Greenport woman uncovers great-great grandfather’s Civil War memories

06/09/2011 5:36 AM |

KATHARINE SCHROEDER PHOTO | Gail Horton at her Greenport home on Tuesday. On the table are reproductions of the Gettysburg letters and several maps of the battlegrounds.

Southold residents have always taken special pride in local history, and this summer a special exhibit at the Stirling Historical Society in Greenport will highlight the role residents played in the Civil War.

As Gail Horton and a band of like-minded history buffs — Karen Anderson, John Montgomery, Clarebeth Cunningham, Antonia Booth and Tom Monsell — searched the society’s collection for items and information to tell the stories of local troops who fought in the Civil War, they came across an unexpected treasure trove in first-hand accounts.

They happened upon a collection of letters written by Daniel Reeves Cox, great-great-grandfather of Martha Mazzaferro of Greenport. Mr. Cox fought in the battles of Chancellorsville in Virginia and Gettysburg in Pennsylvania.

“I just didn’t think anything about it,” Ms. Mazzaferro, said of the letters. Now 83, she still lives in a Greenport home built 106 years ago by her grandfather, Quincy Ward Cox. Ms. Mazzaferro’s daughter, Karen Jimenez, who now lives with her, became involved with the Stirling Historical Society, got excited about the Civil War exhibit and realized the letters’ value.

The papers also include a marriage certificate dated Aug. 30, 1868, issued when Daniel Cox wed Mary Louisa Penny. The couple subsequently made their home in Mattituck.

In his letters, Mr. Cox, who was only 17 when he enlisted, wrote about being wounded in both battles. He returned home after being wounded at Chancellorsville in the spring of 1963. After reenlisting, he joined the Army of the Potomac and fought at Gettysburg in the early summer.

In that battle, Mr. Cox was wounded in the leg by musket fire that took off part of the bone, Ms. Mazzaferro said. His leg was left permanently numb.

His initial letter recounts his travels from New York to the gentle farmland of southern Pennsylvania and Gettysburg, where the epic battle ws fought July 1 to 3, 1863. With great losses on both sides, Union soldiers defeated the Confederates commanded by Gen. Robert E. Lee. It was a turning point in the war.

In the first letter, Mr. Cox recalled waiting for a train when “a good natured young man came up to me and said, here is something for you. And I gazed at it and at my surprise, saw a yard of old gold ribbon and on it was the words ‘Orange Blossoms.’” It was the name of the “good old soldiers who went from our place and fought so brave and called themselves by that name,” Mr. Cox wrote.

He recalled getting near Gettysburg and having to search for a place to stay overnight. “We were so tired,” wrote. He later learned that he’d slept on a mattress with a bullet embedded in it.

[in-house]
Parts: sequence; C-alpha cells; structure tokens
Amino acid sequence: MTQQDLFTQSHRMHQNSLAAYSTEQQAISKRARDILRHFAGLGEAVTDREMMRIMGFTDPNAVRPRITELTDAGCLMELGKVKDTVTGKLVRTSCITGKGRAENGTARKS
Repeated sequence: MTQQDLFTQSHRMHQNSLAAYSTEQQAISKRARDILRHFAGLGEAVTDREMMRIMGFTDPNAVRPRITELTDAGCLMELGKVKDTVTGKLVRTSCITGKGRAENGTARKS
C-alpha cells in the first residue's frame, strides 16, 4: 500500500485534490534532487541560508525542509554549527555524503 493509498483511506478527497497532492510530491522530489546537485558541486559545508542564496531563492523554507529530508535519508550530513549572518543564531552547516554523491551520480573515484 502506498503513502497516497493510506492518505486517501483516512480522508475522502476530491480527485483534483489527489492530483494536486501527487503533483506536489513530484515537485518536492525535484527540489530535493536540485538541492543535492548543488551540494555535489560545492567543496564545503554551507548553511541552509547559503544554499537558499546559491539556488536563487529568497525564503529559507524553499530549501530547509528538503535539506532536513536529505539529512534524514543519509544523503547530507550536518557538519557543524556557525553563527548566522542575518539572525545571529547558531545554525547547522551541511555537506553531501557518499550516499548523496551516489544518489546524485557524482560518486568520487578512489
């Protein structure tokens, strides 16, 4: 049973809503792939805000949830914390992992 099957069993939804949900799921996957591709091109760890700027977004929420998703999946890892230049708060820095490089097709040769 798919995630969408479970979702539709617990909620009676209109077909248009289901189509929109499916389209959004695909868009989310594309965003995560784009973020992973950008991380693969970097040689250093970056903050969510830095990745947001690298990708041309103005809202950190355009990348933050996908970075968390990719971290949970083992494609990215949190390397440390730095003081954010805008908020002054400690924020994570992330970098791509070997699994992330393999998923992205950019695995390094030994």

In subsequent letters, Mr. Cox wrote about how he and his “chums” would lie flat on the ground to avoid being shot when they saw rebel troops.

“He was exhausted a lot of times,” Ms. Mazzaferro said. Not only did he sustain injuries, he watched as many of his friends were wounded or killed. More than 50,000 troops from both sides were killed or injured at Gettysburg.

Ms. Mazzaferro has no idea how her ancestor dealt with the horrors of war he witnessed. Her late husband, John Mazzaferro, a World War II veteran, wouldn’t talk with most people about his “gory” wartime experiences. He did, however, share those memories with her.

That so many of Mr. Cox’s letters were retained through the years is proof “someone must have really liked him,” Ms. Jimenez said. She recalls seeing a notice of his discharge with an indication that he would receive a pension of $2 per month. She knows that one of her uncles once had medals that Mr. Cox had earned, but those have been misplaced. So, too, has a sword that was once in Suffolk County Historical Society museum in Riverhead, she said.

Mr. Cox died at age 60 on Dec. 14, 1904. Family records show that he succumbed to Civil War injuries.

Ms. Horton and her team are continuing to gather items for the exhibit. She credits society president Bob Baumann with supporting the exhibit with the funding it takes to mount it.

“He’s steadily leading us to good things,” Ms. Horton said. She’s hoping the descendents of other Greenporters who fought in the Civil War will step forward with mementoes and records. She also hopes the former troops’ relatives will make the exhibit interactive by contacting the Stirling Historical Society to share war stories passed down to them.

Have a relevant item in the attic or basement? Ms. Horton would like to hear from you at 477-0631 or [email protected]

The exhibit will be open on Fridays and Saturdays throughout the summer from 1 to 3 p.m. starting July 2.

[email protected]